Stuart Rose, the newly knighted Marks & Spencer chief executive, is this week expected to deliver some badly needed cheer to investors and the high street when he reveals that the group enjoyed a stronger Christmas than many of its rivals.
Following a disastrous first week of Christmas numbers from DSG, Next, Kingfisher and Land of Leather, which shed nearly half of its value on Friday after a profits warning, Mr Rose is set to reveal that same-store sales leapt by more than 1 per cent during the third quarter. However, the pace of growth is likely to be the slowest at M&S since 2005.
The company's shares fell by more than 4 per cent on Friday as they were pulled down by negative sentiment hitting the sector. Philip Dorgan, retail analyst at Panmure Gordon, said: "Basically I think that a lot is already discounted in its shares. Just as a year ago, nobody wanted to sell the retailers and look what has happened. While there will obviously be more profit warnings to come, we would expect the likes of M&S, Tesco and Carphone Warehouse to do well in share price terms in 2008."
According to financial publisher Bloomberg, 17 out of 24 City analysts surveyed have a "buy" recommendation on the stock. Last week a note from Goldman Sachs claimed M&S would probably be the pick of the high street in 2008, while bottom of the pile was likely to be jewellery retailer Signet, which also issues a trading statement on Thursday. Shares in the H Samuel owner were hit hard last week, losing more than 16 per cent of their value.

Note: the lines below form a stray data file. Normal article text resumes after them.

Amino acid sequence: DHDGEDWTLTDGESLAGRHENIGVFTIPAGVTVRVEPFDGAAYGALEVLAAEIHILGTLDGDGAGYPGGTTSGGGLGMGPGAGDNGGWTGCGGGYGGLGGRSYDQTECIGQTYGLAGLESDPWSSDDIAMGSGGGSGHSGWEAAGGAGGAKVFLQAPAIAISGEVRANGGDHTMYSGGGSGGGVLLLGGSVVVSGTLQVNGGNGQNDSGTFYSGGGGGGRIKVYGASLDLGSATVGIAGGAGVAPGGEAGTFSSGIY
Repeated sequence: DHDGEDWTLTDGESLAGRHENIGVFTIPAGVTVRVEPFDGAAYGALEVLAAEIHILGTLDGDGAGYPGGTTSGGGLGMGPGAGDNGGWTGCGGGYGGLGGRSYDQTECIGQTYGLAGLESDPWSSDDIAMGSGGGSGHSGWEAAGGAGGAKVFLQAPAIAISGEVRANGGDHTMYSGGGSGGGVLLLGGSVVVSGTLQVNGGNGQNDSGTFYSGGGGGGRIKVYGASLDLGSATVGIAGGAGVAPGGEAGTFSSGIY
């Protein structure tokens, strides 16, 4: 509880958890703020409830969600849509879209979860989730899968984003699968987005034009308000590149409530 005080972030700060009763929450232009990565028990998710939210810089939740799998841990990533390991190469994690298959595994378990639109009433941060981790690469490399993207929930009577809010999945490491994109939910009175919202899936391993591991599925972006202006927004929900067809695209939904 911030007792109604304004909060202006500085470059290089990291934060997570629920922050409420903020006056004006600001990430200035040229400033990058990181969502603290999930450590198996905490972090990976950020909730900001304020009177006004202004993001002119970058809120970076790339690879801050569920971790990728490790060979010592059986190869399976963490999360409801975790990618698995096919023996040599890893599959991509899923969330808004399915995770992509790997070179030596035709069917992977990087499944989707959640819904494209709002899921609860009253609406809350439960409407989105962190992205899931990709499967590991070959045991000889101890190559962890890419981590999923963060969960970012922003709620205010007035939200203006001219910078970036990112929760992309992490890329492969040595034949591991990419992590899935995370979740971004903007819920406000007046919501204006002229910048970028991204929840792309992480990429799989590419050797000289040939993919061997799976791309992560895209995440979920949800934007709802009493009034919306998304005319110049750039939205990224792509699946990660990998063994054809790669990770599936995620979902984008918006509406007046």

Other high-street names delivering trading updates this week include Greggs, J Sainsbury and Restaurant Group, which owns the Garfunkels chain.
Meanwhile, figures from the British Retail Consortium (BRC), released on Tuesday, are likely to show the extent to which the high street suffered last month. The BRC's retail sales monitor grew by a modest 1.2 per cent in November amid apprehension about the festive sales period. Retail experts are predicting a 0.8 per cent rise in like-for-like sales on the same period last year, with post-Christmas bargain hunting rescuing the season.
However, the idea of a long-term revival in consumer fortunes is likely to be scuppered this week, with figures from the Halifax showing a continued fall in house prices in December.Reuse content